acetic acid



We explain what acetic acid is and the formula of this substance. In addition, its physical and chemical properties and its different uses.

Acetic acid is responsible for the sour taste and smell of vinegar.

What is acetic acid?

Acetic acid, also called methylcarboxylic acid or ethanoic acid, is a substance Organic present in the composition of vinegar, responsible for its typical sour smell and taste.

It is a weak acid, common in various processes from fermentation like those that take place in wine (when it becomes vinegary) or in certain fruits. It is commonly used in the kitchen, as a vegetable cleaner or salad dressing (as vinegar, that is, diluted with 3 to 5% solute with water). In proportions pure can be risky for the Health.

Acetic acid formula

Acetic acid responds to the chemical formula C2H4O2.

Acetic acid responds to chemical formula C2H4O2, and its semi-developed formula is CH3COOH.

Seen this way, it is nothing more than a methyl group (CH3-) with a carboxyl group (-COOH) linked by a single bond between their atoms carbon.

Acetic acid physical properties

The appearance of acetic acid is crystalline, at least when it is found as its ion acetate (a salt or ester of the acid). Has a melting point of 16.6 ºC and a Boiling point 117.9 ºC, thanks to which it is possible to separate it from the Water through distillation. It also has a density of 1049 kg / m³ and a moderate acidity of 4.8 pKa.

It is a flammable and corrosive material at the same time, which makes its handling delicate, as it is capable of seriously irritating the skin, eyes, and the digestive tract (by ingestion) or respiratory (by inhalation).

Chemical properties of acetic acid

Acetic acid belongs to the carboxylic acids.

Acetic acid belongs to the carboxylic acids (characterized by the presence of a carboxyl functional chemical group: -COOH), and it is usually located in the classifications between formic or methanoic acid (which has a single carbon atom) and acid propanoic (which already has a chain of three carbon atoms).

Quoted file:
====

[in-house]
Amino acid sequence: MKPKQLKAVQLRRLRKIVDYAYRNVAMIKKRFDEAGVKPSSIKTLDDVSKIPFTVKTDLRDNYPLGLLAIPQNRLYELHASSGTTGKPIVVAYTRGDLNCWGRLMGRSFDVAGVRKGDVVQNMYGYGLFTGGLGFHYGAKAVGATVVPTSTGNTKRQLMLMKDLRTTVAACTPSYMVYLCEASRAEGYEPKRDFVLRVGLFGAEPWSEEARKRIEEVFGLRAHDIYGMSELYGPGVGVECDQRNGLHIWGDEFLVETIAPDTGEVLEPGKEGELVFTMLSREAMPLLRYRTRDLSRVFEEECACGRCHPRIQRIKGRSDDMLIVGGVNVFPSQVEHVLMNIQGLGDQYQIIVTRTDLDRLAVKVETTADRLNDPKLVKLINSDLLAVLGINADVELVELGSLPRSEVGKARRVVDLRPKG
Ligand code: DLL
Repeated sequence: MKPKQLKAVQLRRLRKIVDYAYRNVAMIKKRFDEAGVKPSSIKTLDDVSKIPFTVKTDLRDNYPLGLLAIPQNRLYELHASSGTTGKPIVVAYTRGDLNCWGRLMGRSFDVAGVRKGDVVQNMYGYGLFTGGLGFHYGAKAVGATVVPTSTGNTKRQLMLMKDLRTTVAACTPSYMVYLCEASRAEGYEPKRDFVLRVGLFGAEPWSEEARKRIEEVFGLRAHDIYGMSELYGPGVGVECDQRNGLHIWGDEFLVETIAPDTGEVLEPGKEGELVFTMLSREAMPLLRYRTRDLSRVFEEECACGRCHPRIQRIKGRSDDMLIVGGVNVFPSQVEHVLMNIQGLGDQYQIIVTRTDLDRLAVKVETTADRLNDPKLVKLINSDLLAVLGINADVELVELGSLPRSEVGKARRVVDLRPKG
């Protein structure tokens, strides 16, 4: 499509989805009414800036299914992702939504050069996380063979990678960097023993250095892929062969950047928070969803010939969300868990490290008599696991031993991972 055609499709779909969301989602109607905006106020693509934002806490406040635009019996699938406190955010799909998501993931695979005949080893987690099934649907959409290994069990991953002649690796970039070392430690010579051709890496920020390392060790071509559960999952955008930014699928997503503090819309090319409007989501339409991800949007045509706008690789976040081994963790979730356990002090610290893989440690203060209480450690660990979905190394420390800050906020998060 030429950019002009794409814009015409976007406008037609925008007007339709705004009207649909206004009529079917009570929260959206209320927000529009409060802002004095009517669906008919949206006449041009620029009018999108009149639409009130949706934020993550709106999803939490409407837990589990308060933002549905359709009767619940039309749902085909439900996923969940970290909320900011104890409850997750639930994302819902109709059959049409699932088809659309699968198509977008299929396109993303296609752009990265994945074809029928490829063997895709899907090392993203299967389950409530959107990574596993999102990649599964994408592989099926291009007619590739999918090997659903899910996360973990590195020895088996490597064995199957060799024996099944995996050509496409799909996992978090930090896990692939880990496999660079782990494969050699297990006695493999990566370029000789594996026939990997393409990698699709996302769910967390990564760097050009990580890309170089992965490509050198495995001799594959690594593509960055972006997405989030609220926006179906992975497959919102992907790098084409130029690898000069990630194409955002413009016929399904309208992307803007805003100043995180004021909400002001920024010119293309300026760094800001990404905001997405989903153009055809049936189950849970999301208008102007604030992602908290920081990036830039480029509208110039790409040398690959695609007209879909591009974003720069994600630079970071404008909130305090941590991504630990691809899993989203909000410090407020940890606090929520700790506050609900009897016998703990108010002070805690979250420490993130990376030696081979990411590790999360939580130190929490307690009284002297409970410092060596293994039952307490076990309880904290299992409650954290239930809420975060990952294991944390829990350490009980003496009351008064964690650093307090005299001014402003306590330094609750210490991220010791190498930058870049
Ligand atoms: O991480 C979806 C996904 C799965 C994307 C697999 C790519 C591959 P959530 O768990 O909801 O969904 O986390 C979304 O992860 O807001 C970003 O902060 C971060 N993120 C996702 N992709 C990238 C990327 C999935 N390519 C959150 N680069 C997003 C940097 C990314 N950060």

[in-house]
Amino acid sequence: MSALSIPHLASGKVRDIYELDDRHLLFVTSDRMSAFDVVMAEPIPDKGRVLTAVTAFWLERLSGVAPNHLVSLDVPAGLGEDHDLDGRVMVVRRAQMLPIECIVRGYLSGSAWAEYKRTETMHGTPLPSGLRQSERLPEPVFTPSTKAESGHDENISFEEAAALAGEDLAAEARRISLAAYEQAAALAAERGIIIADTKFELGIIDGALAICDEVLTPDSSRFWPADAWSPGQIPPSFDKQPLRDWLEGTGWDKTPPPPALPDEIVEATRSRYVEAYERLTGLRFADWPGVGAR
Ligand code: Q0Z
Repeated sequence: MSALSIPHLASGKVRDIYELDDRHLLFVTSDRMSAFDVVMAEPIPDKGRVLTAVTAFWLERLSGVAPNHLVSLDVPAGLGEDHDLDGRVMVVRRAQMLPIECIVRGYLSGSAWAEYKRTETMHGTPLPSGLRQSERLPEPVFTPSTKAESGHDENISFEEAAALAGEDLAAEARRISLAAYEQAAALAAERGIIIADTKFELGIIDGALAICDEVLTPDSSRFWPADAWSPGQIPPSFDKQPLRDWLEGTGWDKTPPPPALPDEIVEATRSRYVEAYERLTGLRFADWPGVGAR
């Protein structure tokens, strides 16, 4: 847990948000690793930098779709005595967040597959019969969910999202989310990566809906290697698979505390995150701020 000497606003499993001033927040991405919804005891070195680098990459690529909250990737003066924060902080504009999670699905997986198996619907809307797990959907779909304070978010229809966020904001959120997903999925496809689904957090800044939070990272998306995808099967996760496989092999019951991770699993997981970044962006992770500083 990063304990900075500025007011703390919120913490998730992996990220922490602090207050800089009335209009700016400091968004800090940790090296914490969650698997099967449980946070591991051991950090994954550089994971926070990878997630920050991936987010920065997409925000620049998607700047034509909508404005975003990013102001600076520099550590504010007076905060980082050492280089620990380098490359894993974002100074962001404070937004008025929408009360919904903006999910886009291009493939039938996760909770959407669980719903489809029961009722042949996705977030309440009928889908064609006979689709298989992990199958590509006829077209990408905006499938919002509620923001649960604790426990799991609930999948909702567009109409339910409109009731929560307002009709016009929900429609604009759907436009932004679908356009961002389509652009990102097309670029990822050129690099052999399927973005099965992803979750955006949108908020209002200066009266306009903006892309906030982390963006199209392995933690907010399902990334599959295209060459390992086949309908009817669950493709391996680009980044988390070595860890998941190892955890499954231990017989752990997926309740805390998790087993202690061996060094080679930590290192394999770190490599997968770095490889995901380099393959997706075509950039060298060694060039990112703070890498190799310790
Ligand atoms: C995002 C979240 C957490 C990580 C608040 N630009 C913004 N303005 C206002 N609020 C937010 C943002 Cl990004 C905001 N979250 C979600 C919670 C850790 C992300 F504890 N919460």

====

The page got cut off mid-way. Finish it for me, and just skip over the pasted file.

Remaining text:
It is a weak acid, common as a biological metabolite and as a substrate for enzymes acetyltransferases. It is usually obtained through four methods different:

  • Carbonylation of methanol. Reaction of methanol with carbon monoxide, using iodomethane and a catalyst.
  • Acetaldehyde oxidation. Oxidation of acetaldehyde by oxygen using catalysts.
  • Oxidative fermentation. Fermentation produced by bacteria of the genus acetobacter (bacteria that can convert ethanol to acetic acid in an environment with air).
  • Anaerobic fermentation. Some anaerobic bacteria (which do not use O2 to carry out their metabolism) produce acetic acid from sugars.

Applications and uses

Acetic acid is used in photographic development.

Acetic acid has numerous applications in industry:

  • Control of wax moths (galleriosis) in beekeeping.
  • Important component (in salts or esters) for the manufacture of nylon, rayon, cellophane and other films.
  • Component of fixing substances in the preservation of organic tissues in the laboratory.
  • Part of the chemicals used in photographic development.
  • Medical dye to reveal Human Papillomavirus (HPV) lesions.
  • Component of general purpose cleaners and stain removers.
  • Culinary uses (vinegar).
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